A reader (Kelli) posted in my comments a few questions about how I got started running. Rather than make a HUGE response in the comments, I thought I would just write a post about it. Kelli, this is maybe be more information than you want to know, but I would rather give to much information than not enough. Also, this is just my experience, I am by far an expert about running.
To start, I never in a million years ever thought I would start running. I have always felt like I had major physical limitations that would prevent me from running. Specifically, my weight. I have never been comfortable with my size, and I felt that because of that, their were many activities I just would never be able to do, especially running.
Last summer, I joined a gym wanting to start working out regularly, which I had never really done, at least not consistently. I started going two to three days a week mostly just getting on the elliptical. I liked the gym but it was because of the combination of doing the elliptical, people watching, and having my own personal TV. I began to set goals for myself on the elliptical. I would keep trying to speed up and go longer distances everytime.
I am not sure what made me feel like I should start running (besides continuing to try to lose weight). I had friends that were starting to run, so I think maybe I just decided that it would be something good to try. I knew that I just couldn't start running without a plan though, so I did some searching online, and ultimately started using a plan that a few friends were using... Couch to 5k. The first weeks I sailed through and I was really enjoying myself. At Week 3 I hit a real hurdle. I was having problems running for 3 minutes straight. I lowered my speed and ended up making myself a kind of week 2.5. I continued with the program, making adjustments as I needed them and also frequently repeating weeks. It's a 9 week program, and I thinking it took me well over 4 months to even get to week 8 of the program. Right around that time was the Race for the Cure, which I had my heart set on running. I completed the race, but didn't run the entire time. Even with C25k training, I still wasn't running 3 miles without at least walking part of it.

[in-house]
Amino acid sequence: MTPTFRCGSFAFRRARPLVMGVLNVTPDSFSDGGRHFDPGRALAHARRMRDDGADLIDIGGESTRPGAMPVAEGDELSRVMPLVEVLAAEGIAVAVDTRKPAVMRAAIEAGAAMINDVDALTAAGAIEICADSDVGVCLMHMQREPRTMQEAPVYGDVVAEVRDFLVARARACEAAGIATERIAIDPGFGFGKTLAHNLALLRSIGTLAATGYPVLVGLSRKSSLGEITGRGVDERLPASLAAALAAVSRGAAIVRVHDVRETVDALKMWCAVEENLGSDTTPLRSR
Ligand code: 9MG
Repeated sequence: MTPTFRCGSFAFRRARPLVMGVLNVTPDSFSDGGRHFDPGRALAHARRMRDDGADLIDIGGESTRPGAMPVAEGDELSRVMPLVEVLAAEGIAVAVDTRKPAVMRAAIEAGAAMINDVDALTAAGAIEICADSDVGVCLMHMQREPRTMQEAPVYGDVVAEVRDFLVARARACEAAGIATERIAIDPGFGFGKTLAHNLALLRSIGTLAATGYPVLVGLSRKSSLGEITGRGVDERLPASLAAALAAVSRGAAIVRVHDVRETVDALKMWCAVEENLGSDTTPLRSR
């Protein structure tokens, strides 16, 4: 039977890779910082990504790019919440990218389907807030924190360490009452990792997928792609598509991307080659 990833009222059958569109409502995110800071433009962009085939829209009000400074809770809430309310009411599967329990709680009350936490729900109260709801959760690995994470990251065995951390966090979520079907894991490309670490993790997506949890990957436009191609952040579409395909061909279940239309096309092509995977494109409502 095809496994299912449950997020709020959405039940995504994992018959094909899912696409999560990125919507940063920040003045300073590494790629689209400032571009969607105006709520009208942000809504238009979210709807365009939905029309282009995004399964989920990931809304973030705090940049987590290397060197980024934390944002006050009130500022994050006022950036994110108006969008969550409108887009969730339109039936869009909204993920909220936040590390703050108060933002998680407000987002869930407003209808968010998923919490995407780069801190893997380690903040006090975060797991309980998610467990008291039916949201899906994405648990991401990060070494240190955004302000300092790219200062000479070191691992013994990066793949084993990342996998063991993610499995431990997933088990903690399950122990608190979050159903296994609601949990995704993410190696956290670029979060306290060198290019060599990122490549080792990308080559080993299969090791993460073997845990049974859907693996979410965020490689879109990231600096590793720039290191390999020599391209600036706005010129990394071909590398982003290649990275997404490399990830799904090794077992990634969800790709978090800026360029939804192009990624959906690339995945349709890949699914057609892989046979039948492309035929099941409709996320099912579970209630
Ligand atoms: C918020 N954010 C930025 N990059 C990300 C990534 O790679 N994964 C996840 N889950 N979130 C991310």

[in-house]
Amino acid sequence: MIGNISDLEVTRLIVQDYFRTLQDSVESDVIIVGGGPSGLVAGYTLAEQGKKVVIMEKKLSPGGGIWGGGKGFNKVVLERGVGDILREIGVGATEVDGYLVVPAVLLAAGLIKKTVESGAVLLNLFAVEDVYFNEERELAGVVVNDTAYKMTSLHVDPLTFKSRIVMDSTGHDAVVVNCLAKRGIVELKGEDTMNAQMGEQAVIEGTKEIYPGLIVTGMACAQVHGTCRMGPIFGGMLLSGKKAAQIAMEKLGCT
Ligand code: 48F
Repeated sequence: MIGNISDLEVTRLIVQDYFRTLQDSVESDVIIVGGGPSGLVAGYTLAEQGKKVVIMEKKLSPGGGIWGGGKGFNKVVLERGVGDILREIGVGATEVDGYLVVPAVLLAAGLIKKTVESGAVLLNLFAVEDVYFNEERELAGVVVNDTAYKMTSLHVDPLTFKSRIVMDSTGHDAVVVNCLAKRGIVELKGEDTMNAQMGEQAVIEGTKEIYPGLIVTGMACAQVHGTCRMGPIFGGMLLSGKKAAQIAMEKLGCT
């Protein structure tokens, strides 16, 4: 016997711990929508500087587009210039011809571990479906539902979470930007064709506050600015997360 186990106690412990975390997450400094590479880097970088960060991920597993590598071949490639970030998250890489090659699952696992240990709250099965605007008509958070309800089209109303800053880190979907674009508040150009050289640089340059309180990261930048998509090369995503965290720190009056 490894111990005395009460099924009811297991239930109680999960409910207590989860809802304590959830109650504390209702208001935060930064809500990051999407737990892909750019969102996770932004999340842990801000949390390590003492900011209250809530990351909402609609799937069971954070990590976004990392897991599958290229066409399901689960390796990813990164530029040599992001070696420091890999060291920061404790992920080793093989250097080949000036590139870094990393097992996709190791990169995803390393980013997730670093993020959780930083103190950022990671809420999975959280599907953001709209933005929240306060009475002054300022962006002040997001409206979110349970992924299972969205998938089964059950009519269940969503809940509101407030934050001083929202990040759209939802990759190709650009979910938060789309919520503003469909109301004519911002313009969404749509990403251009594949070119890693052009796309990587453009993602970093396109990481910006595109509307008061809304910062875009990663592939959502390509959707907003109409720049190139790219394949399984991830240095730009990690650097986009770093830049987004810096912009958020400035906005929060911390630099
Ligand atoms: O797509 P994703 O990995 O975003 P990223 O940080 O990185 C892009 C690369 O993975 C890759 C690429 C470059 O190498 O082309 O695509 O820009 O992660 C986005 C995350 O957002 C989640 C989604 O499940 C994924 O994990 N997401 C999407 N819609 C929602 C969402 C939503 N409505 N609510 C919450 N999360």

However, I was feeling a big sense of accomplishment so I decided to stick with the running. With C25k training pretty much over, I felt like I needed a new plan to follow. And even though I wasn't super happy with my first 5k, I felt like I could start a bigger challenge. It was also very convenient that there was a half marathon that was roughly 12 weeks away which was a pretty reasonable timeline to start half marathon training. Currently, I am in week 5 of Hal Higdon Half Marathon training.
As of right now, I am very happy with the way training is going. I follow the schedule as best I can, but I often cut out a cross training day if I am sore or just can't dedicate time that day. I also do a lot of walking during my runs. This bothered me before, but I am getting over it. For this plan, you are supposed to be able to run 3 miles easily before you start it, but that wasn't the case for me. Therefore, I am realistic about my performance. If I am able to make it to the half marathon without injury, I know I won't run the entire 13 miles. I am hoping to run the majority at a comfortable pace, but there will also being a decent amount of walking during the race.
This realization leads to my biggest piece of advice for anyone beginning running: Your training is about you and no one else. As I said before, I have several friends that run. They all run a lot faster than me. The fact that I can't do what they do (at this point) used to discourage to no end. I had to keep telling myself that my accomplishments have zero to do with them or anyone else. I have gone from struggling to run 3 minutes straight to now running 30 without having to change my pace. I am proud of that. So just know, it doesn't matter if you run a 10 minute mile or a 13 minute mile (or even slower) the important thing is that you are making the effort.
A book that has really helped me is Running for Mortals. I am only in the first few chapters and it is already a great resource with great beginner information. I wish I had found this book months ago.
I hope this is all helpful, like I said I'm not an expert, this is just my experience. I will be happy to answer any questions.